Turkey has warned that it could send members of the Islamic State (IS) captured in northern Syria back to their home countries, and hit out at European nations for their inaction over foreign fighters.
Turkish Interior Minister Suleyman Soylu warned that Turkey was "not a hotel for ISIS members" and accused Europe of leaving the Turkish authorities to deal with the prisoners alone, according to Euronews.
"That is not acceptable to us. It's also irresponsible," he said.
"We will send the captured Daesh members to their countries," Soylu told reporters, using another name for IS.
Turkey has captured some escaped jihadists over the last month after it launched a military incursion in northeastern Syria.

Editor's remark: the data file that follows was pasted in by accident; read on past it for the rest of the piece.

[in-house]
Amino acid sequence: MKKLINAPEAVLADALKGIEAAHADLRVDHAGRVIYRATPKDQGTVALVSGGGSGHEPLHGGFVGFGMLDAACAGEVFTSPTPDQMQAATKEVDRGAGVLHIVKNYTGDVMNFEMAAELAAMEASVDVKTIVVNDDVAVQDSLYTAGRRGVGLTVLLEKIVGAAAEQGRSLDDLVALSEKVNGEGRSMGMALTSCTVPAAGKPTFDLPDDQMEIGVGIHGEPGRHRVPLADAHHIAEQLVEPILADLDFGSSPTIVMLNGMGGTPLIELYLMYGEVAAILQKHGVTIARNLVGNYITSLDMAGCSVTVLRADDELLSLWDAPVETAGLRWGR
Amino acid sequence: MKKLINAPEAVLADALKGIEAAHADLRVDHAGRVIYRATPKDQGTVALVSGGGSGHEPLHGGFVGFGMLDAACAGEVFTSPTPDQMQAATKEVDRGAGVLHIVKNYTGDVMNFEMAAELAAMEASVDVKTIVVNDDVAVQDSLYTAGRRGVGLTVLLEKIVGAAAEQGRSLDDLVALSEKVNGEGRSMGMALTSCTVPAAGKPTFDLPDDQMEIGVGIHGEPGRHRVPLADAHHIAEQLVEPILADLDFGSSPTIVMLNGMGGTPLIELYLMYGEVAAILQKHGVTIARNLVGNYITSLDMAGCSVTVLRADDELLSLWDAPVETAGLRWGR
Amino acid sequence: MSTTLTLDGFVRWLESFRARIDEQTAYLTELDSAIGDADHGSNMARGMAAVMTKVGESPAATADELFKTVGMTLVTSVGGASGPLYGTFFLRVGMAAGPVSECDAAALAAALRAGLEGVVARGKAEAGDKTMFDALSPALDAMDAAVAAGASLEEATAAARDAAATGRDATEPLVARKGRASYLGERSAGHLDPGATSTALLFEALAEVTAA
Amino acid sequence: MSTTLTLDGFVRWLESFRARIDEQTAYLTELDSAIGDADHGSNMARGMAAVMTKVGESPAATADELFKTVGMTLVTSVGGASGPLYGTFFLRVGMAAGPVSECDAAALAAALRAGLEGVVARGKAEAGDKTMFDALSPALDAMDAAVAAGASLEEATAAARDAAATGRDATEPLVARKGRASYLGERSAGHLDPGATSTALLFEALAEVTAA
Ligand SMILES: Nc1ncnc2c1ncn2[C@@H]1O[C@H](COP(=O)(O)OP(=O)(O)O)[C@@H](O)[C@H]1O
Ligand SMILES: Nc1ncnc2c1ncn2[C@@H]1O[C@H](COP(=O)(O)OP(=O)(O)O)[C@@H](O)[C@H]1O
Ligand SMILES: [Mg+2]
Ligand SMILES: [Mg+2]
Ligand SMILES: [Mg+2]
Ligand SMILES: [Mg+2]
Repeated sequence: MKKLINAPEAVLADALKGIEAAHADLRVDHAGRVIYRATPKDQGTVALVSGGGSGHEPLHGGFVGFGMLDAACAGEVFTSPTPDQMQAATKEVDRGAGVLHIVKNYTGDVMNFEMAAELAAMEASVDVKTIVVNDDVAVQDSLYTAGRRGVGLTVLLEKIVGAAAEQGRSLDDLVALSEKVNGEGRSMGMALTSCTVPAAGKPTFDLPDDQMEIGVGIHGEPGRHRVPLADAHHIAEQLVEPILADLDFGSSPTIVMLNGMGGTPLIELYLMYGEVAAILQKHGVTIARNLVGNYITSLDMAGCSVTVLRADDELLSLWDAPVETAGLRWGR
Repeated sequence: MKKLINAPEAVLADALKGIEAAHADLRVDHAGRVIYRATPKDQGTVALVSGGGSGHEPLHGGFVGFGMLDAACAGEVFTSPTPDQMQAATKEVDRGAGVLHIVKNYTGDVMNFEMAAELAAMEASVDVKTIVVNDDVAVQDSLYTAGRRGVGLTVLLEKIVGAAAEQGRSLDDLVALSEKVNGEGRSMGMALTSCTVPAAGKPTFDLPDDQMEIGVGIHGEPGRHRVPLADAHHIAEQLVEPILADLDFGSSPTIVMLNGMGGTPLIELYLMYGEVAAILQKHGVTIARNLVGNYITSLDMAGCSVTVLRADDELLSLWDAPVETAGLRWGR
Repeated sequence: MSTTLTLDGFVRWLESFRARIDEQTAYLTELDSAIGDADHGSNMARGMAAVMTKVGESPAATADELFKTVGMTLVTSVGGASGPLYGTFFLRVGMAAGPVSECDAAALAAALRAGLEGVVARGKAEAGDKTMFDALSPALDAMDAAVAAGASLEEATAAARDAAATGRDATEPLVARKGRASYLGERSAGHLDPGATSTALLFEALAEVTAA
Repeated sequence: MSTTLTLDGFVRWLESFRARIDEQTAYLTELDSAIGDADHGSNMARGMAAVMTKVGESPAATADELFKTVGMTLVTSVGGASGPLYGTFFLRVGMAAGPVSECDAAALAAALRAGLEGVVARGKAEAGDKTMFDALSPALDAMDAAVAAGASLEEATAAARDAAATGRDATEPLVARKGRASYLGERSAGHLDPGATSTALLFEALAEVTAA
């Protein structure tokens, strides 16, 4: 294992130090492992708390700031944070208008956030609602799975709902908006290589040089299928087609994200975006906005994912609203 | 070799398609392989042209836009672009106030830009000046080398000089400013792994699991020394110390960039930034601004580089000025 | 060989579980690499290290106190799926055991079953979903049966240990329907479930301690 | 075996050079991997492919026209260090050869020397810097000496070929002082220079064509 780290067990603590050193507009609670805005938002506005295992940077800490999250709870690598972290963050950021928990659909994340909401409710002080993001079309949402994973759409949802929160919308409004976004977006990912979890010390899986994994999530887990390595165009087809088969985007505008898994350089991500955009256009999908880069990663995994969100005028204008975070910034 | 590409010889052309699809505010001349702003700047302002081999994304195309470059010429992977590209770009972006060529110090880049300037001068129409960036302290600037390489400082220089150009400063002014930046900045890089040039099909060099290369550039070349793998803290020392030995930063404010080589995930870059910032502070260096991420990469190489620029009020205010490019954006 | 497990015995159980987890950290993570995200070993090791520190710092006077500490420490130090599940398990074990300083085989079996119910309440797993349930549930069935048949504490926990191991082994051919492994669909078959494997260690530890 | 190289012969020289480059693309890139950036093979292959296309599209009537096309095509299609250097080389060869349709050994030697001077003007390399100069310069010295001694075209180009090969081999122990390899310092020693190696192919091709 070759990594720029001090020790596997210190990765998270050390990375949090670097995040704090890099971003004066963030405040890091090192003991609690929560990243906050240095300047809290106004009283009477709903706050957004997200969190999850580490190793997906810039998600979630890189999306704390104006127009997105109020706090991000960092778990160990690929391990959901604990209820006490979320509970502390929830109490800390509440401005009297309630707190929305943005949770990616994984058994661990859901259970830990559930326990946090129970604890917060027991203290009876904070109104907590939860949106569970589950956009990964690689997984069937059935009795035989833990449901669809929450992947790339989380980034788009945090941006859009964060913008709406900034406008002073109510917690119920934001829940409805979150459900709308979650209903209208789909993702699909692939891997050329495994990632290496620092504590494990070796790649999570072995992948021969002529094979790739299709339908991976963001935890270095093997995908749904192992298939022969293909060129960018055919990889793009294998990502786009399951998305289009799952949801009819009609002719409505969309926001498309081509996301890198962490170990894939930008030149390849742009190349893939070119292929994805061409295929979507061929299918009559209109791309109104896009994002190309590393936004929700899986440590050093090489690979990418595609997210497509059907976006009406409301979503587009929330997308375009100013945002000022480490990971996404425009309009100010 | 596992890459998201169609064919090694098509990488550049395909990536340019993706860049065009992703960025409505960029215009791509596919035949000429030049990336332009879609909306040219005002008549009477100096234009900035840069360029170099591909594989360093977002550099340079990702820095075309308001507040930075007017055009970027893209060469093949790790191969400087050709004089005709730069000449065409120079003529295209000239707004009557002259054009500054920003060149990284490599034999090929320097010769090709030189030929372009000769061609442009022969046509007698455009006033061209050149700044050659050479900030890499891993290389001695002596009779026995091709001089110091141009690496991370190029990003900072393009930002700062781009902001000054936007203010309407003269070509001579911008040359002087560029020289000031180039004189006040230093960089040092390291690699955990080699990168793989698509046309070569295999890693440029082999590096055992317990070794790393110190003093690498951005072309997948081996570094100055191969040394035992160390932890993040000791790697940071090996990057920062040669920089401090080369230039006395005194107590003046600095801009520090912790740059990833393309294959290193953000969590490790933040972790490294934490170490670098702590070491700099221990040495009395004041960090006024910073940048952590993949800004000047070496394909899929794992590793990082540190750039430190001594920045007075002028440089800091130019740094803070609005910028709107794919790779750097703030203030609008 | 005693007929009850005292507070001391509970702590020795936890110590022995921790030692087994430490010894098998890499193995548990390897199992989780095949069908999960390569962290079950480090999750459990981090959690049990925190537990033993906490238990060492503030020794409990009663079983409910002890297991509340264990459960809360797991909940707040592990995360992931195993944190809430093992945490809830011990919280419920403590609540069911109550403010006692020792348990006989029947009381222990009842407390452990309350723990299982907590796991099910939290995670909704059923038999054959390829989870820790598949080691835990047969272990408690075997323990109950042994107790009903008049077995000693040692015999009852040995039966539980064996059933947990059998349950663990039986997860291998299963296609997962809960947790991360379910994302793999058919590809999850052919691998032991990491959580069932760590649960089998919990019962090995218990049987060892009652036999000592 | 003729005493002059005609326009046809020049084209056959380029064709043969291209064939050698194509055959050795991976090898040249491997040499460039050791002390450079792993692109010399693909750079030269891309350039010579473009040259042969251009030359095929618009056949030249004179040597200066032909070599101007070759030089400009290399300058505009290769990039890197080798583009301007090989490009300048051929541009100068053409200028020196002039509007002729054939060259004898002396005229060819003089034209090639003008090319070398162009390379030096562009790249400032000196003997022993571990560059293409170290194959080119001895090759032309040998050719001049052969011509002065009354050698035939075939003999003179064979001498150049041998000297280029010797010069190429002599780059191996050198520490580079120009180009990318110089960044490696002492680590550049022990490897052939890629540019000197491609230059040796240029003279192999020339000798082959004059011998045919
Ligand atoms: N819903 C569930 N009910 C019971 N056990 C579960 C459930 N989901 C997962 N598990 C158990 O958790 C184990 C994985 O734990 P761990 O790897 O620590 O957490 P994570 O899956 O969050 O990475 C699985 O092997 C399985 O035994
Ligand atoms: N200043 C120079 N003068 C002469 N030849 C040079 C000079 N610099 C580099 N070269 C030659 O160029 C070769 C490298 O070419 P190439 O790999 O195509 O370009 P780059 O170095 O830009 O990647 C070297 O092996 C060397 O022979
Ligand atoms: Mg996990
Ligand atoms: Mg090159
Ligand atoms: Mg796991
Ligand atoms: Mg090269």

Western nations have been wrestling with how to handle suspected militants and their families seeking to return from combat zones in Iraq and Syria.
The policy of many European countries thus far, notably France and Britain, had been to refuse taking back fighters and their wives – with exceptions made for children.
The reluctance felt in Europe may stem from the worry that much of the evidence against any returning fighters may not stand up in court, a number of experts have suggested.
But the U.S. withdrawal from Syria and Turkish military intervention is forcing Europe to rethink its strategy, raising the risk of jihadists escaping or returning home.
Kurdish officials have said almost 800 people fled a jihadist prisoner camp after the Turkish offensive into northern Syria targeted the area.
European powers have launched talks with Iraqi officials to enable jihadists being held in Syria to face trial in Iraq – but progress appeared slow.